Jump to content

Vzw & T-mobile PCS / AWS spectrum swap


lilotimz
 Share

Recommended Posts

 

Verizon Wireless (NYSE:VZ) has agreed to swap AWS and PCS spectrum with T-Mobile US (NYSE:TMUS), according to an FCC document. Although neither company has made any announcement about Verizon selling its lower 700 MHz A Block spectrum T-Mobile, Verizon Communications CEO Lowell McAdam has said Verizon would be interested in a spectrum swap as part of a deal for the 700 MHz airwaves.

According to the FCC, which must clear the swap, Verizon and T-Mobile would exchange 10 to 20 MHz of AWS-1 spectrum in 285 counties across 59 Cellular Market Areas. As part of the AWS swaps, Verizon would assign 10 MHz of AWS spectrum to T-Mobile in 16 counties across four CMAs, and after the deal T-Mobile would hold 30 to 40 MHz of AWS-1 spectrum. Additionally, T-Mobile would assign 10 to 20 MHz of AWS spectrum to Verizon in 26 counties across nine CMAs, and after the deal Verizon hold 20 to 40 MHz of AWS-1 spectrum.

With regard to the PCS spectrum, the companies would exchange 5 to 20 MHz of PCS spectrum in 153 counties across 47 CMAs. In addition, in 11 counties across three CMAs in Texas, Verizon would assign 20 MHz of PCS spectrum to T-Mobile, and would receive 10 MHz of PCS spectrum in return. Finally, Verizon would assign 5 to 10 MHz of PCS spectrum to T-Mobile in an additional 34 counties across 13 CMAs.

 

The FCC said petitions to deny the swap are due Jan. 6, oppositions are due Jan. 16 and reply comments are due Jan. 24.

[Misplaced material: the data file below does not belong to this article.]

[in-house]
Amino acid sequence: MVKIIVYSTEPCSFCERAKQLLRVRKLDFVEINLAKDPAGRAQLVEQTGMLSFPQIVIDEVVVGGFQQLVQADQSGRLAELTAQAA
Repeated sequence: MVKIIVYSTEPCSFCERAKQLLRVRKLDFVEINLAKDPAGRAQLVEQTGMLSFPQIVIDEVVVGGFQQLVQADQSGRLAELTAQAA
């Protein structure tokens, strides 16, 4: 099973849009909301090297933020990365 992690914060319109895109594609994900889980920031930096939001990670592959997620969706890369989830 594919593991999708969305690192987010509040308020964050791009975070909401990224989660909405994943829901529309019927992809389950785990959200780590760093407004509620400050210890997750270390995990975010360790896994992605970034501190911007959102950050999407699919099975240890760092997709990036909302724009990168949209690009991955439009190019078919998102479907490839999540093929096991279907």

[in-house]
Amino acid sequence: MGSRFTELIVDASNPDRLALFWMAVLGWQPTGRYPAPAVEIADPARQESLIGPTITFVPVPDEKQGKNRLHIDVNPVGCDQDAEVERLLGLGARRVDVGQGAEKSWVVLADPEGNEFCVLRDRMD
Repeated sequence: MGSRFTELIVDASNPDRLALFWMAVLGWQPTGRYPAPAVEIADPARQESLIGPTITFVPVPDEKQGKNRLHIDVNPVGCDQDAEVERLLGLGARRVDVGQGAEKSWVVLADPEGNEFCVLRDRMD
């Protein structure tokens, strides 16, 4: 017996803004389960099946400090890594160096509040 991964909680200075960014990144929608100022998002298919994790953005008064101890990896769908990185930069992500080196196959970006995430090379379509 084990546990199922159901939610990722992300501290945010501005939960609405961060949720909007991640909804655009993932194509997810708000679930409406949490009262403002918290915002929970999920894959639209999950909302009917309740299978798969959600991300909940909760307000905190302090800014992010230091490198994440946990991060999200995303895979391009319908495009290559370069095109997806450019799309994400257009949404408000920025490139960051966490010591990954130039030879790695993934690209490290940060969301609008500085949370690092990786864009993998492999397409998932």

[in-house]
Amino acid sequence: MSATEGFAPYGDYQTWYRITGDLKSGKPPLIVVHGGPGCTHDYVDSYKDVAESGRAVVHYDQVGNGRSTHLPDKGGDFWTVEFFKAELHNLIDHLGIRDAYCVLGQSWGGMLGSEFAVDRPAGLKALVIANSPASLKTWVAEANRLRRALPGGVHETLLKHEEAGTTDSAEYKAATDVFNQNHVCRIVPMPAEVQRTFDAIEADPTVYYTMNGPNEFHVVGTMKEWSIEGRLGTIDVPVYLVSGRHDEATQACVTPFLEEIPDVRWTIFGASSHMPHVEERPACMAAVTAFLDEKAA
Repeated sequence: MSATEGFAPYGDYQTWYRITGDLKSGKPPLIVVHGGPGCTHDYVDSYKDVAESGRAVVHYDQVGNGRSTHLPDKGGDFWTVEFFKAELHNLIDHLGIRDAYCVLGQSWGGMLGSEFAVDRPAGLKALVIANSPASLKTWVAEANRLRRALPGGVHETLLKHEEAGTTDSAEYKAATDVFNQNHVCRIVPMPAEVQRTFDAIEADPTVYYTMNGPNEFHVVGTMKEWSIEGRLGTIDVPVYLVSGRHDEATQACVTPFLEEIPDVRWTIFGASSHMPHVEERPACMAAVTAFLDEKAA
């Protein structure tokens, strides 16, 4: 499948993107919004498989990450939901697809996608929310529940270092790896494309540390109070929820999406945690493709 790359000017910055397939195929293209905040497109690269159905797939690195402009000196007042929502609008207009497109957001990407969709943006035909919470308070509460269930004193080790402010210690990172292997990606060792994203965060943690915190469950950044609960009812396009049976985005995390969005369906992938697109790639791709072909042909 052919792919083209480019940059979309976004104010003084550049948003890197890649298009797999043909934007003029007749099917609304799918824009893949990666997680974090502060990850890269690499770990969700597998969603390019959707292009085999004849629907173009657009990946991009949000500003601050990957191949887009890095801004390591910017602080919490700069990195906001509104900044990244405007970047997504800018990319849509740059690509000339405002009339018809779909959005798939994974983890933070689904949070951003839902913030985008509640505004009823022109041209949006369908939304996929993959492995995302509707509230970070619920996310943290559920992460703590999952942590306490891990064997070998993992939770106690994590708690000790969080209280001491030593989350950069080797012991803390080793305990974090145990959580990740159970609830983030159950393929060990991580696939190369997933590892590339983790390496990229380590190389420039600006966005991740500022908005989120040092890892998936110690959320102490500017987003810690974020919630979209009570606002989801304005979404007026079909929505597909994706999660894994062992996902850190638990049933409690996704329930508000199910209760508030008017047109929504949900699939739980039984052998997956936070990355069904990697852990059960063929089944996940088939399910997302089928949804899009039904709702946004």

Verizon Wireless is nearing a deal to sell its 700 MHz A Block spectrum to T-Mobile according to a recent Bloomberg report. The report, which cited an unnamed person close to the deal, said that the deal could be announced as soon as this week.

Verizon executives in general have been open about their willingness to part with the A Block at the right price. Verizon paid $2.4 billion for its A Block licenses, and companies interested in buying the spectrum would likely need to pay that much if not more, according to analysts. The spectrum covers around 150 million POPs, according to the report.

T-Mobile raised $3.8 billion in debt and stock sales last month to increase its war chest for spectrum and is reportedly interested in Verizon's A Block spectrum holdings. In securities filings, T-Mobile has said it is interested in "opportunistically acquiring additional spectrum in private party transactions" and also that it wants low-band spectrum.

New Street Research analyst Jonathan Chaplin wrote in a recent research note that T-Mobile has excess AWS spectrum, which he valued at around $400 million. Verizon could use those airwaves to fill in gaps in its own AWS holdings, as it appears it might be doing with the proposed swap. Chaplin suggested that if T-Mobile's excess AWS spectrum was included in a deal with Verizon, the deal value would be around $2 billion to $2.5 billion. Chaplin also wrote that T-Mobile would then likely seek to score other 700 MHz A Block licenses from carriers besides Verizon, which could cost an additional $1.6 billion to $2 billion.

 

Read more: Verizon Wireless to swap AWS, PCS spectrum T-Mobile - FierceWireless http://www.fiercewireless.com/story/verizon-wireless-swap-aws-pcs-spectrum-t-mobile/2013-12-18#ixzz2nrMVJx5B 

Subscribe at FierceWireless

 

 

 

 

Interesting... 

  • Like 1
Link to comment
Share on other sites

I think the "leaks" we've seen is VZW trying to bait AT&T to up its bid.

Verizon overpaid for the lower 700 Mhz spectrum that it owns. The licenses it ha  were the ones were it outbid ATT in the original auction. Verizon already has the upper C block nationwide, which was relatively cheep due to the open access requirements. Verizon would love to sell this spectrum that it overpaid for at the auction with a nice markup.